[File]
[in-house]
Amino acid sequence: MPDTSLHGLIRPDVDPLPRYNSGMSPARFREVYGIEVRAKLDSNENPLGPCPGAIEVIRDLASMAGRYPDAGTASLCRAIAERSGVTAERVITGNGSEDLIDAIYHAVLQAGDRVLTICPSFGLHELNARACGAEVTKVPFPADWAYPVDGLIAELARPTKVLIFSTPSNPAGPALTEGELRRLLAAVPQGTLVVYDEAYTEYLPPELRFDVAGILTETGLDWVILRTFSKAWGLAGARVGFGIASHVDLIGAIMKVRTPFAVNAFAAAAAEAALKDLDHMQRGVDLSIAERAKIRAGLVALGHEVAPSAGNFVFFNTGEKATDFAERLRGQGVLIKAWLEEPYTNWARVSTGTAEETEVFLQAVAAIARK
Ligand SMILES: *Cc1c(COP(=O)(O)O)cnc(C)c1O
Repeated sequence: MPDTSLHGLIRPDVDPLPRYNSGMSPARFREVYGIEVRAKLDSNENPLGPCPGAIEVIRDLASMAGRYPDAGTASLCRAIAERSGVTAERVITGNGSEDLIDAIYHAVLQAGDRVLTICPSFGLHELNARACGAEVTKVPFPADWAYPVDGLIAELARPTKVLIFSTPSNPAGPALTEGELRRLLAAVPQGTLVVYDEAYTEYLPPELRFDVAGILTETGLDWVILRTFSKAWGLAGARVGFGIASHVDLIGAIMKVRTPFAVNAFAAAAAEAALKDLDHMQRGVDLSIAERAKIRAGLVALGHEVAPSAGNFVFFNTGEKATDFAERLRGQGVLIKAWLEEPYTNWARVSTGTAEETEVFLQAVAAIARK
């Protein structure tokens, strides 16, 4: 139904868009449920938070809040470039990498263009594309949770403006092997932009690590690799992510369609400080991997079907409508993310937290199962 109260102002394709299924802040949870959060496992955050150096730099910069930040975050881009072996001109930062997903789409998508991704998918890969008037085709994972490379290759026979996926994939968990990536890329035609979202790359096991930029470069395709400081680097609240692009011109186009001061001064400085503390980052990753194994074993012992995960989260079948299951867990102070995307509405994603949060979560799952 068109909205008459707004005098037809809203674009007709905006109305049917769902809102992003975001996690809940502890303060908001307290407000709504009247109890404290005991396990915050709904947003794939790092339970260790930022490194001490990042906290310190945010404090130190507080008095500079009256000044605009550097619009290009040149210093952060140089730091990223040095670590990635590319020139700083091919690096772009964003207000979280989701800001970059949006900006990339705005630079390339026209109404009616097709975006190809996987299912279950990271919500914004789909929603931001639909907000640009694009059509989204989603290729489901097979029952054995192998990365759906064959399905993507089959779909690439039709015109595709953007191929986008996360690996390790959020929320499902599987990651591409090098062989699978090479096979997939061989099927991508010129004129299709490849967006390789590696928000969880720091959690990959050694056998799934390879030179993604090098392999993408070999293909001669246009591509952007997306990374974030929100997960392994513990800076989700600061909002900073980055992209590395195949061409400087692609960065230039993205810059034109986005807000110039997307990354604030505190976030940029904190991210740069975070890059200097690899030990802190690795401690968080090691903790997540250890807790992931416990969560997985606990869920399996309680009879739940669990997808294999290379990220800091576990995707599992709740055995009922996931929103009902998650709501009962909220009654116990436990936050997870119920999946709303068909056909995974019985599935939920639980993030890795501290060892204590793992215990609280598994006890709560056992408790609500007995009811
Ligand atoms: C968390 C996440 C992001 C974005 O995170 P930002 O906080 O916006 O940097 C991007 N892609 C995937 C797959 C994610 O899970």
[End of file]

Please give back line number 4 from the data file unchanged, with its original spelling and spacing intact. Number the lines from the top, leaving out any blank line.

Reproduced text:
Repeated sequence: MPDTSLHGLIRPDVDPLPRYNSGMSPARFREVYGIEVRAKLDSNENPLGPCPGAIEVIRDLASMAGRYPDAGTASLCRAIAERSGVTAERVITGNGSEDLIDAIYHAVLQAGDRVLTICPSFGLHELNARACGAEVTKVPFPADWAYPVDGLIAELARPTKVLIFSTPSNPAGPALTEGELRRLLAAVPQGTLVVYDEAYTEYLPPELRFDVAGILTETGLDWVILRTFSKAWGLAGARVGFGIASHVDLIGAIMKVRTPFAVNAFAAAAAEAALKDLDHMQRGVDLSIAERAKIRAGLVALGHEVAPSAGNFVFFNTGEKATDFAERLRGQGVLIKAWLEEPYTNWARVSTGTAEETEVFLQAVAAIARK